Varoufakis’s analysis indicates that the only real chance for the Melians and those in similar positions is a shift in their opponents’ motivation, so that they adopt a cooperative approach despite their clear strategic advantage. The experimental data shows that this can happen, and one might detect such a possibility in the Germans’ genuine adherence to principles of European solidarity – but it is alarmingly close to a reliance on mere hope, danger’s comforter (as the Athenians note in a passage of Thucydides that Varoufakis doesn’t mention).
The best chance for the Melians in fact seems to lie in the possibility of their opponents feeling unsure about how much strategic advantage they actually possess – not whether or not the Melians are weaker than them, but how far a mutually destructive outcome would damage them. The claim of the Melians that Athens would gain the enmity of all other states echoes Greek claims about the potential collapse of the euro zone; the Athenian argument that it’s better to show strength to keep their allies in line parallels the need for Germany to discourage other indebted euro-zone countries, such as Spain or Portugal, from similar insurrection.
One problem that the Melians/Greeks face in this situation is that their recourse to moralizing arguments is, according to Varoufakis’s analysis, a sign of weakness. Not only can their opponents easily dismiss such arguments, they can take them as confirmation of their strategic advantage, hence making it less likely that they will adopt a cooperative strategy – one might label this the Melian Dilemma. Still more alarming is the way his experimental data shows how those in the weaker position are inclined to adopt cooperative strategies even when they do not expect this to be reciprocated, as a function of their situation. Various commentators expressed surprise, at the conclusion of the last round of negotiations, that the Greeks had apparently given in, dropped most of their demands and accepted almost all the conditions demanded by the other side, without much of a fight. Varoufakis’s analysis suggests that this was entirely predictable: in practice still more than in theory, the strong exact what they can, and the weak have to endure it. This is not a cheerful conclusion for the Greek people …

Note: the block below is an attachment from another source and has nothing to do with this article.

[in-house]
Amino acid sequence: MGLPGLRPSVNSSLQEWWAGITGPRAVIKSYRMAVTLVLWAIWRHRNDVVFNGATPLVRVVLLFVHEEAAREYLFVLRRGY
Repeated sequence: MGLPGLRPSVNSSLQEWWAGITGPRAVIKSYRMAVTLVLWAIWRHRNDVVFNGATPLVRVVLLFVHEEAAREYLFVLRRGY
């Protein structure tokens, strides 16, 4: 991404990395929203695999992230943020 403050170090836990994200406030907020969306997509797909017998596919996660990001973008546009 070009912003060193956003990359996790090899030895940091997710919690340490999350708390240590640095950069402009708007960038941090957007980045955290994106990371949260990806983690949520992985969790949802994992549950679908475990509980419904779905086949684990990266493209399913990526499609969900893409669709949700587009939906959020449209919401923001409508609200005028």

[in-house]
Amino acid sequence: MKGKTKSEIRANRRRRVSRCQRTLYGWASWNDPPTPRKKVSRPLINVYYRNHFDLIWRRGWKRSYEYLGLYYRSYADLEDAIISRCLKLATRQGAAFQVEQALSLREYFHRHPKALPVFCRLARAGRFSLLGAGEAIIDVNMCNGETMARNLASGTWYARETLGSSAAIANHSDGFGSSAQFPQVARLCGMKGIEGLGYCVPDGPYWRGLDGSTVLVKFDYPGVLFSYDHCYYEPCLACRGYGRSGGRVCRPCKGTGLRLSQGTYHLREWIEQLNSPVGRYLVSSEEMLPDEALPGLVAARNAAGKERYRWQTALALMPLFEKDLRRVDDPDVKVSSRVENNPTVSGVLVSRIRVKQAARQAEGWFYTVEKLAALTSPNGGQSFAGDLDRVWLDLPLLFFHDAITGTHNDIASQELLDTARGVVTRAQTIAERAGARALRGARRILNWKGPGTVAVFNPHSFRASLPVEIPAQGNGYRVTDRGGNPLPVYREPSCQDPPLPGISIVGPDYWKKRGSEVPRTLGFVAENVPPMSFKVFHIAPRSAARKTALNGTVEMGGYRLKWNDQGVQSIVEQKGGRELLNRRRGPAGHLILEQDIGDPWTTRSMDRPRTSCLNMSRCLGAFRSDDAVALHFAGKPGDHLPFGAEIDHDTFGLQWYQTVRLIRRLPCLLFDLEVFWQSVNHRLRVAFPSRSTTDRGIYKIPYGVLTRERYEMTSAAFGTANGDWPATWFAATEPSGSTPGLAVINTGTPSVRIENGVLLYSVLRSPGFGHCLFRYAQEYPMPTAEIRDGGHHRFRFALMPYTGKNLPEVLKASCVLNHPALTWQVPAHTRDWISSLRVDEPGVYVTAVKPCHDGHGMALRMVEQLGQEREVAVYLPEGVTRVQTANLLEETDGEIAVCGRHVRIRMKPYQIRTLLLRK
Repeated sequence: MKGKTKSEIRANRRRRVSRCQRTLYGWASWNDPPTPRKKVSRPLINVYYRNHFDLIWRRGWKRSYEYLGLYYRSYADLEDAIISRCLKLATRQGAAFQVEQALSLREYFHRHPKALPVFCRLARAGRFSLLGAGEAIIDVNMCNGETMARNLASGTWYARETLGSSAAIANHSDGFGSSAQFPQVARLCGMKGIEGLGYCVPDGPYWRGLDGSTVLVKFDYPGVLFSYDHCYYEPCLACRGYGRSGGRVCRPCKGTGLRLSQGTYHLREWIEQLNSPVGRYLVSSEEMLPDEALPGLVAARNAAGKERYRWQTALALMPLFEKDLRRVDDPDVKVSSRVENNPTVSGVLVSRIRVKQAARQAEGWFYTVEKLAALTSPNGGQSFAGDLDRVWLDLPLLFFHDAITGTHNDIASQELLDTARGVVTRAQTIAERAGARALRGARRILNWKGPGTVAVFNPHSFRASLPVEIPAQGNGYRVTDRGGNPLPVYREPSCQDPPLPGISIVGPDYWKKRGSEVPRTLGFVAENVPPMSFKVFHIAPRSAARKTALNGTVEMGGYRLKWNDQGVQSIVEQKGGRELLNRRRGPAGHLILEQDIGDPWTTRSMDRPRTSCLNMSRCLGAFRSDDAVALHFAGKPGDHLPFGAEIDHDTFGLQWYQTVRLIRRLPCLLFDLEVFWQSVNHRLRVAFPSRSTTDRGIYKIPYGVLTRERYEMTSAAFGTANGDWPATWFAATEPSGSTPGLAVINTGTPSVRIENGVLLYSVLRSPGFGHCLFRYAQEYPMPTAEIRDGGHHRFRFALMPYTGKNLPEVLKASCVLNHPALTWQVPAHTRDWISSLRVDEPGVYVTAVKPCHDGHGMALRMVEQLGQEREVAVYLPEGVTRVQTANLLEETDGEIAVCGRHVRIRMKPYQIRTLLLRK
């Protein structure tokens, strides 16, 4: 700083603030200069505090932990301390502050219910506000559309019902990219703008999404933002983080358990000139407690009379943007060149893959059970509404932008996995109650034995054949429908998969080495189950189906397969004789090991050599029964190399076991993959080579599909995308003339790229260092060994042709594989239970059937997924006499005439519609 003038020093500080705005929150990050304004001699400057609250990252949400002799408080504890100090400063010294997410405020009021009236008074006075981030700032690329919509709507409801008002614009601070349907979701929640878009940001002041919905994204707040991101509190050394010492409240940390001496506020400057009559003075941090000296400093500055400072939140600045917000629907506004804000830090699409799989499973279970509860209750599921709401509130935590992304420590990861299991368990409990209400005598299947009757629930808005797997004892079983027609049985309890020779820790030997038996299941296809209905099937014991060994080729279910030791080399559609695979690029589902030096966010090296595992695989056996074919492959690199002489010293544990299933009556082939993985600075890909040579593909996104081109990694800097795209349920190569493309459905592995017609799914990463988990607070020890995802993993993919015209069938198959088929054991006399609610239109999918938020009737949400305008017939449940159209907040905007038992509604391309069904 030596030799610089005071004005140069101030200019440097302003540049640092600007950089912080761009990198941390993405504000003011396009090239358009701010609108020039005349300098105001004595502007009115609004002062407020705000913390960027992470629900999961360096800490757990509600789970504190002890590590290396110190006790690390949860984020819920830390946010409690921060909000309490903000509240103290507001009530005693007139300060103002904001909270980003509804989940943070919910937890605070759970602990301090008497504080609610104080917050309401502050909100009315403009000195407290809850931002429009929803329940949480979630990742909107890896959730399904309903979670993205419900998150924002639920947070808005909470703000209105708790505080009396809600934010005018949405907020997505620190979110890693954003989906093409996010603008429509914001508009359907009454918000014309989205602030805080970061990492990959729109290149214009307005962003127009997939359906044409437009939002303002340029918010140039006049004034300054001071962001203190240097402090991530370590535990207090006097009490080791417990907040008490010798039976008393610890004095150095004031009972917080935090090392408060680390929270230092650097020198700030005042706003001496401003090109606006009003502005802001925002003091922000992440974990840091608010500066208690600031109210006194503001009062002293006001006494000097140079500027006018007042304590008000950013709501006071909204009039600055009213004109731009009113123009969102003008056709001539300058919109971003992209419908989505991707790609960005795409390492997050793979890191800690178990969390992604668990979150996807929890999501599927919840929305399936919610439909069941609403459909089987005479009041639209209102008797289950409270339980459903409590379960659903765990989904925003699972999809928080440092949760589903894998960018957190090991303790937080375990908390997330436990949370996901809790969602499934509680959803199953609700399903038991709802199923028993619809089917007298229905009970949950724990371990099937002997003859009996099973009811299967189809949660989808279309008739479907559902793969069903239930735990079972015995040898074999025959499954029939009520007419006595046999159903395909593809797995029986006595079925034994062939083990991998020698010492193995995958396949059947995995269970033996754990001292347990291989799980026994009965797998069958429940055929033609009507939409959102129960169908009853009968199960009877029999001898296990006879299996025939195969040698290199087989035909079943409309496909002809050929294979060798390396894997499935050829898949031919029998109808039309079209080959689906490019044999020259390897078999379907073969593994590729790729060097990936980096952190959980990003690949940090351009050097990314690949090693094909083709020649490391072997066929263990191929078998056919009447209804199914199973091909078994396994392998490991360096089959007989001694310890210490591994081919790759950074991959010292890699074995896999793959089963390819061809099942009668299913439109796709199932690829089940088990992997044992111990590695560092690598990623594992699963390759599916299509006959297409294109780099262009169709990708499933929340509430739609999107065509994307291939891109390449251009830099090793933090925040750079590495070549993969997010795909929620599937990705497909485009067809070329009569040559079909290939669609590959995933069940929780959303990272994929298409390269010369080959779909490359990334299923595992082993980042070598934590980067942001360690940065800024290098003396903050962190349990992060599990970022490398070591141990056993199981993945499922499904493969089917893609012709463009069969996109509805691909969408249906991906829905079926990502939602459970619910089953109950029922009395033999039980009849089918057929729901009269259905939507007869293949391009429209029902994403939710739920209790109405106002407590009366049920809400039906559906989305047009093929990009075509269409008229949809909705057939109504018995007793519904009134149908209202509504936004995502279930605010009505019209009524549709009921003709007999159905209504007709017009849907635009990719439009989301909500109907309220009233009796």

Neville Morley is a professor of ancient history at the University of Bristol. He blogs about modern interpretations of Thucydides at The Sphinx Blog